Having lost a partner and a close friend to overdose, Kayla Caccaviello considers herself lucky.
The Melbourne woman struggled with addiction herself for more than a decade and has survived to tell the tale.
But new data shows many Australians are not so fortunate. Australia’s Annual Overdose Report 2019 – released by the Penington Institute on Tuesday – found there were 1612 unintentional overdose deaths in 2017.
That means the number of Australians dying from accidental drug overdoses has climbed by almost 40 per cent in the past decade. The annual toll now exceeds the national road toll by several hundred people.
The news comes after a US judge found Johnson & Johnson liable for fuelling an opioid epidemic in the state of Oklahoma by deceptively marketing painkillers, ordering the drugmaker to pay damages of $US572 million.
The spike is being driving by a leap in the number of overdose deaths involving heroin or illicit stimulants such as methamphetamine (or ice) in the five years.
But prescription opioids continue to cause the majority of overdose deaths; they were involved in 53 per cent of all accidental drug-induced deaths in 2017.
“It’s time to call this what it is: Australia’s very own overdose crisis,” Penington Institute chief executive John Ryan said.
“Make no mistake, it’s a crisis that’s getting worse,” he said.
Today, we release our Annual Overdose Report 2019.
Alongside other alarming stats, it reveals that 1,612 Australians died of unintentional overdose in a single year.
That's 1,612 sons, daughters, mothers, fathers, brothers and sisters.
It's 1,612 too many. pic.twitter.com/Hu5iXqz0rf
— Penington Institute (@PeningtonNews) August 26, 2019
Ms Caccaviello’s own struggle began with pain medication she was prescribed as a teenager to deal with migraines.
“From there, I just started seeking out drug use,” the now 28-year-old said.
“When I started using things like ice and heroin … it sucked me in.”
Ms Caccaviello felt she needed drugs to cope but took no joy in them, watching as they gradually destroyed her life. Her family turned away from her and she soon realised that she had no-one to lean on.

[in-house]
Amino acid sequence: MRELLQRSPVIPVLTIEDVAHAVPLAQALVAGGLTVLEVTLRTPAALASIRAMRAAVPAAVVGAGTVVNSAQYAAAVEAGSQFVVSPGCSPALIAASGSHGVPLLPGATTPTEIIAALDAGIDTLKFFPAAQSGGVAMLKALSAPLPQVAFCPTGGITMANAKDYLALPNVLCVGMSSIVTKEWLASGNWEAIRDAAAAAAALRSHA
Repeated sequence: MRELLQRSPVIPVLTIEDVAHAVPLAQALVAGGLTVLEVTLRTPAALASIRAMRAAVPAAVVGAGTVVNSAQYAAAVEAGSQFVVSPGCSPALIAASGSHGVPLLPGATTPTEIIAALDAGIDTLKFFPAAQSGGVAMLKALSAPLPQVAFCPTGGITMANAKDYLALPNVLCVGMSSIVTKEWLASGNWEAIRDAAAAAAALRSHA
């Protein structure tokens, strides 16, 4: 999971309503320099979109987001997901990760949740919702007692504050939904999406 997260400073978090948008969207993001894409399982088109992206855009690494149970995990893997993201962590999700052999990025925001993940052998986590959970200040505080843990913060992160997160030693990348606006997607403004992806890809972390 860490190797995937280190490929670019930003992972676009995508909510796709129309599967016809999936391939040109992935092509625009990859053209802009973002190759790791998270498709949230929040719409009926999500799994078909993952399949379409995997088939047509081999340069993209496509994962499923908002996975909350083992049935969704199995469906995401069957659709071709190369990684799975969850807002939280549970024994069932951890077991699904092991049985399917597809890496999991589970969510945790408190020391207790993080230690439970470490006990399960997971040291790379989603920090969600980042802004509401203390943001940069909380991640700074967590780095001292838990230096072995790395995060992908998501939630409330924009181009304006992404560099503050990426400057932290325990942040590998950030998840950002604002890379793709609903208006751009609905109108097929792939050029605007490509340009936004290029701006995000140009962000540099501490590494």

“Addiction took away more than it ever gave to me,” she said.
She had tried detoxes, rehabilitation programs and hospital visits, with no success.
But at 23, holding a family friend’s baby made her want to try seeking support again.
Ms Caccaviello attended a rehabilitation program and met Aaron Short, a fellow recovering addict with whom she formed a relationship and credits with giving her hope.
“From then on, my life got better,” she said.
The pair returned to school to study the drug and alcohol sector but part-way through the course, in 2015, Aaron relapsed and died.
Years later in 2019, Ms Caccaviello also lost a best friend to an accidental overdose.
“I’m a lucky one because I’m still standing,” she said.
The 2017 figure of 1612 unintentional overdoses was down on the 1704 recorded in 2016. But the Pennington Institute expects the 2017 figure will exceed the previous year’s toll once coronial decisions are finalised.
For the first time, there were also more unintentional overdose deaths resulting from four or more substances than there were from a single drug, with 445 such deaths in the year.
Mr Ryan said the data showed Australia’s overdose problem was “getting worse”.
Australia must start taking more of a health-focused approach to drug use if it wants to reduce the number of deaths, instead of focusing on crime, he said.
“We’ve basically been determined to pretend that we can manage drug use in Australia by focusing mostly on law enforcement rather than focusing mostly on people,” he said.